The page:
[Giuliani, 2007]
E. Giuliani.
The selective nature of knowledge networks in clusters: evidence from the wine industry.
Journal of Economic Geography, 7 (2007), pp. 139-168
[Granovetter, 1973]
M. Granovetter.
The strength of weak ties.
American Journal of Sociology, 78 (1973), pp. 1360-1380
[Granovetter, 1985]
M. Granovetter.
Economic action and social structure: the problem of embeddedness.
American Journal of Sociology, 91 (1985), pp. 481-510
[Granovetter, 1992]
M. Granovetter.
Economic institutions as social constructions: a framework for analysis.
Acta Sociologica, 35 (1992), pp. 3-11
[Herrero Pascual and Montojo, 2002]
A.M. Herrero Pascual, V.M. Montojo.
El Registro Mercantil, fuente para la Historia Económica: la documentación del Archivo Histórico Provincial de Murcia Tabula.
Revista de archivos de Castilla y León, 5 (2002), pp. 233-244
[Hoffman et al., 2006]
J. Hoffman, M. Hoelscher, R. Sorenson.
Achieving sustained competitive advantage: a family capital theory.
Family Business Review, 19 (2006), pp. 135-145
[Hooghe, 2008]
M. Hooghe.
Voluntary associations and socialization.
The Handbook of Social Capital, pp. 568-593
[Iparragirre, 2008]
G. Iparragirre.
Debarroko oasi liberala.
UEU, (2008),
[Jiménez Araya, 1974]
T. Jiménez Araya.
Formación de capital y fluctuaciones económicas Materiales para el estudio de un indicador: creación de Sociedades Mercantiles en España entre 1886 y 1970.
Hacienda Pública Española, 27 (1974), pp. 137-185
[Kogut and Zander, 1993]
B. Kogut, U. Zander.
Knowledge of the firm and the evolutionary theory of the multinational corporation.
Journal of International Business Studies, 24 (1993), pp. 625-645
[Kristensen, 1992]
P.H. Kristensen.
Industrial districts in West Jutland, Denmark.
Industrial Districts and Local Economic Regeneration, pp. 122-173
[Lin, 2001]
N. Lin.
Social Capital: A Theory of Structure and Action.
Cambridge University Press, (2001),
[Lin, 2008]
N. Lin.
A network theory of Social Capital.
The Handbook of Social Capital, pp. 50-69
[Lorenzen, 2007]
M. Lorenzen.
Social capital and localised learning: proximity and place in technological and institutional dynamics.
Urban Studies, 44 (2007), pp. 799-817
[Lozares et al., 2011]
C. Lozares, P. López Roldan, J.M. Verd, J. Martí.
Cohesión Vinculación e Integración sociales en el marco del Capital Social.
REDES – Revista hispana para el análisis de redes sociales, 20 (2011), pp. 1-28
[Lundvall and Christensen, 2004]
B.-Å. Lundvall, J.L. Christensen.
Introduction: Product innovation – on why and how it matters for firms and the economy.
Product Innovation, Interactive Learning and Economic Performance, pp. 1-18
[Mael and Ashforth, 1995]
F.A. Mael, B.E. Ashforth.
Loyal from day one: biodata, organizational identification, and turnover among newcomers.
Personnel Psychology, 48 (1995), pp. 309-333
[Magro et al., 2014]
E. Magro, M. Navarro, J.M. Zabala-Iturriagagoitia.
Coordination-mix: the hidden face of STI policy.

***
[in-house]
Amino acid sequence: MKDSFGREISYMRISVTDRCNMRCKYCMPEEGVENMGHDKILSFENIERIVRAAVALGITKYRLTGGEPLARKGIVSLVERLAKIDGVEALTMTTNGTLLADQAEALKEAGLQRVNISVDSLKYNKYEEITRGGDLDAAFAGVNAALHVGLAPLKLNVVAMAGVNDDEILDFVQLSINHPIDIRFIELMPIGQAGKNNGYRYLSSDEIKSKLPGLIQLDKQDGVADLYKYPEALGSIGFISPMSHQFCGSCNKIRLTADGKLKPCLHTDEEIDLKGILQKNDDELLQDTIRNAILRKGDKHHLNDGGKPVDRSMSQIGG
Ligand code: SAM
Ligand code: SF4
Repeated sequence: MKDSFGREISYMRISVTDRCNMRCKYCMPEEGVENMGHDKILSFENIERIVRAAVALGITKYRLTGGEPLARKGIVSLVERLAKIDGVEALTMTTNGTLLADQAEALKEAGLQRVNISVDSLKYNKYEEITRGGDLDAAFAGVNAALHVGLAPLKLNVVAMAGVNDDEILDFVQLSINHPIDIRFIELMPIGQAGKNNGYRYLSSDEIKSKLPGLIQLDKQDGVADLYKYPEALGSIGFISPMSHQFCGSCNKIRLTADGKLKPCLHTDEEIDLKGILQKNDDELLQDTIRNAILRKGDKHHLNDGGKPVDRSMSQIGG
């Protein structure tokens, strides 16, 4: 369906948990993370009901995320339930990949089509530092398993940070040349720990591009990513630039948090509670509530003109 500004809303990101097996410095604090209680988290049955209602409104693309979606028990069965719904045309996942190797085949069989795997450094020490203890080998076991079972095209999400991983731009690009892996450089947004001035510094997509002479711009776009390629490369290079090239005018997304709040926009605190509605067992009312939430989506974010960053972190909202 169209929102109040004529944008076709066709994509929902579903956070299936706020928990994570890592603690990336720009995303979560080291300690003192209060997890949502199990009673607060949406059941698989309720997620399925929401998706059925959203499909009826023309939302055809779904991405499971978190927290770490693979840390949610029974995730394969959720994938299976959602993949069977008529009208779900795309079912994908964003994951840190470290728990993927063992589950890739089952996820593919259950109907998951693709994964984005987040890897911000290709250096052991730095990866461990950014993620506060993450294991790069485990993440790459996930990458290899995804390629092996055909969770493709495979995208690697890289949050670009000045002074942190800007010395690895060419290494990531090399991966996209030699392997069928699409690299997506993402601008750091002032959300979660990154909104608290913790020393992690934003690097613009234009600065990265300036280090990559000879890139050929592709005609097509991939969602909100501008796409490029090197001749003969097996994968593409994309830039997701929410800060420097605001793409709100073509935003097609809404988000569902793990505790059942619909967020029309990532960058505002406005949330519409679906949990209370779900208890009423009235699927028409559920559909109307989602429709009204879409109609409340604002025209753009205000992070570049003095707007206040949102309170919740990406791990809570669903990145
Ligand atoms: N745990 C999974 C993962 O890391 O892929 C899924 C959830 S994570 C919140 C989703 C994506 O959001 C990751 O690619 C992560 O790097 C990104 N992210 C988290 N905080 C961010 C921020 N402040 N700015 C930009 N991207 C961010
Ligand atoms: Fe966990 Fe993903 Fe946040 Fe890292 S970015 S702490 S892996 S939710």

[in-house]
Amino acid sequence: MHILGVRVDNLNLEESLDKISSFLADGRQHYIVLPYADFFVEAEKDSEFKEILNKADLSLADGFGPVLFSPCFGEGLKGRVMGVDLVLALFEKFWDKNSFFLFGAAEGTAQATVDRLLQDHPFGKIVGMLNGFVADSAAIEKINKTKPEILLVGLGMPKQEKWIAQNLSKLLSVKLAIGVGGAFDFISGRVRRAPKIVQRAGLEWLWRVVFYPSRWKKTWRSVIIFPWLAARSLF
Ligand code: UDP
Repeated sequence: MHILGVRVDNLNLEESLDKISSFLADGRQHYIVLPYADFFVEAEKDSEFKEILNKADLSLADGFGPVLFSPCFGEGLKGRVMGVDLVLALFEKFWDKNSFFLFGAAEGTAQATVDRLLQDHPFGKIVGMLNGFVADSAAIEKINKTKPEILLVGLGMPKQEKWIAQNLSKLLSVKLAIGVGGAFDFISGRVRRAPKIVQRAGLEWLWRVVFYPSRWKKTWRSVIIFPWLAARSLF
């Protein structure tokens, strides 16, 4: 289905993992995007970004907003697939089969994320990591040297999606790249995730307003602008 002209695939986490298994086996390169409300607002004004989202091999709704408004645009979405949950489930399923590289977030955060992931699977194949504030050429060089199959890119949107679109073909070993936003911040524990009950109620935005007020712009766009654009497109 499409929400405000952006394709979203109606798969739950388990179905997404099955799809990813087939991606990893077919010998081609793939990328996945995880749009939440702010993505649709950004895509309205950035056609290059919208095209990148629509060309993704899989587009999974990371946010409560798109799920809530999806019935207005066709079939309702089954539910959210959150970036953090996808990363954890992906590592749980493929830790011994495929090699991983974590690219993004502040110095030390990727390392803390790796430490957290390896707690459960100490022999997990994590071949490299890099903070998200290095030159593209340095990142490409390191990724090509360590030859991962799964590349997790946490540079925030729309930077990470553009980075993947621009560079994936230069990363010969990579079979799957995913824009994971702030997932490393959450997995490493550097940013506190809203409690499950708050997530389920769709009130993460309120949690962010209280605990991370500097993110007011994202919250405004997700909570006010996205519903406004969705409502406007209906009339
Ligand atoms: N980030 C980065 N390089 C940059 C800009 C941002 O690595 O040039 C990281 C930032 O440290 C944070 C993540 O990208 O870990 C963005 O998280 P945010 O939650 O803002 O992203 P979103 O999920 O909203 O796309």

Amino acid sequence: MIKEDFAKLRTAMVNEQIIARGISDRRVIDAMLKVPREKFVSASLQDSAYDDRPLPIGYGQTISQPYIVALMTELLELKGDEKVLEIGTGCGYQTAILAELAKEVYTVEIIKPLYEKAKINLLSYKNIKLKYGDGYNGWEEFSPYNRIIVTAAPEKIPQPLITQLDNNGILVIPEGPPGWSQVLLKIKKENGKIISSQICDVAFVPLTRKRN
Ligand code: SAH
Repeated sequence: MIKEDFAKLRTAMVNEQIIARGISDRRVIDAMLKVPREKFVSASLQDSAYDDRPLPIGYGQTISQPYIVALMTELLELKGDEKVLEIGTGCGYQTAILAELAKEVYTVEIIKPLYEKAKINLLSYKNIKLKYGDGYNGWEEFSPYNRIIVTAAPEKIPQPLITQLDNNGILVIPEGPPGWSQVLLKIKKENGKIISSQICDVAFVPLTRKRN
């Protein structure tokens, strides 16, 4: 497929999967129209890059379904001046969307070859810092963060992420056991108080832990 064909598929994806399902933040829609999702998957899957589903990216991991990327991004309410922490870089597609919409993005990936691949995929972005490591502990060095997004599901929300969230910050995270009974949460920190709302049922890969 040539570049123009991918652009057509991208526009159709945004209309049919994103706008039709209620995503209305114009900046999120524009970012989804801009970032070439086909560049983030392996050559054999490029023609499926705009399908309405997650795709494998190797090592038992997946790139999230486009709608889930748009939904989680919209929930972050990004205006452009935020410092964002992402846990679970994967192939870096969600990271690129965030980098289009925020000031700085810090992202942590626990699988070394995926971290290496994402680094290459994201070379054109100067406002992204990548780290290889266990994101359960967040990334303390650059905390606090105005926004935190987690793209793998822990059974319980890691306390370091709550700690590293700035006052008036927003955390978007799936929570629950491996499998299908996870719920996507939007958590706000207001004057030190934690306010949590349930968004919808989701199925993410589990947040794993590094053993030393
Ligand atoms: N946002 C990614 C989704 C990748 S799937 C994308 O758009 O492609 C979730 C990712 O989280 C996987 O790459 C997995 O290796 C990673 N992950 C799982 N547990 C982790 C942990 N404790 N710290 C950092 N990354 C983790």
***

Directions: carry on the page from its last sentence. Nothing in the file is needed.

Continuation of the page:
Review of Policy Research, 31 (2014), pp. 367-389
[Maillat, 2001]
D. Maillat.
Territory and innovation: the role of the milieu.
Innovation, Economic Progress and the Quality of Life, pp. 137-143
[Malecki, 2012]
E.J. Malecki.
Regional social capital: why it matters.
Regional Studies, 46 (2012), pp. 1023-1039
[Malmberg et al., 1996]
A. Malmberg, Ö. Sölvell, I. Zander.
Spatial clustering, local accumulation of knowledge and firm competitiveness.
Geografiska Annaler, Series B: Human Geography, 78B (1996), pp. 85-97
[Malmberg, 2003]
A. Malmberg.
Beyond the cluster-local milieus and global connections.
Remaking the Global Economy: Economic Geographical Perspective, pp. 145-159
[Mizruchi, 1996]
M.S. Mizruchi.
What do interlocks do? An analysis critique, and assessment of research on interlocking directorates.
Annual Review of Sociology, 22 (1996), pp. 271-298
[Morrison and Rabellotti, 2009]
A. Morrison, R. Rabellotti.
Knowledge and information networks in an Italian wine cluster.
European Planning Studies, 17 (2009), pp. 983-1006
[Nahapiet and Ghoshal, 1998]
J. Nahapiet, S. Ghoshal.
Social capital intellectual capital, and the organizational advantage.
Academy of Management Review, 23 (1998), pp. 242-266
[OECD, 2011]
OECD Reviews of Regional Innovation: Basque Country, Spain.
OECD Publishing, (2011),
[Parejo, 2006]
A. Parejo.
De la región a la ciudad Hacia un nuevo enfoque de la historia industrial española contemporánea.
Revista de Historia Industrial, 30 (2006), pp. 53-101
[Portes, 1998]
A. Portes.
Social capital: its origins and applications in modern sociology.
Annual Review of Sociology, 24 (1998), pp. 1-24
[Putnam, 1993]
R.D. Putnam.
Making Democracy Work: Civic Traditions in Modern Italy.
Princeton University Press, (1993),
[Ramírez, 1984]
E. Ramírez.
Cuadrillas en el País Vasco: Identidad Local y revitalización étnica.
Revista española de investigaciones sociológicas, 25 (1984), pp. 213-222
[Rubio and Garrués, 2017]
J.A. Rubio, J. Garrués.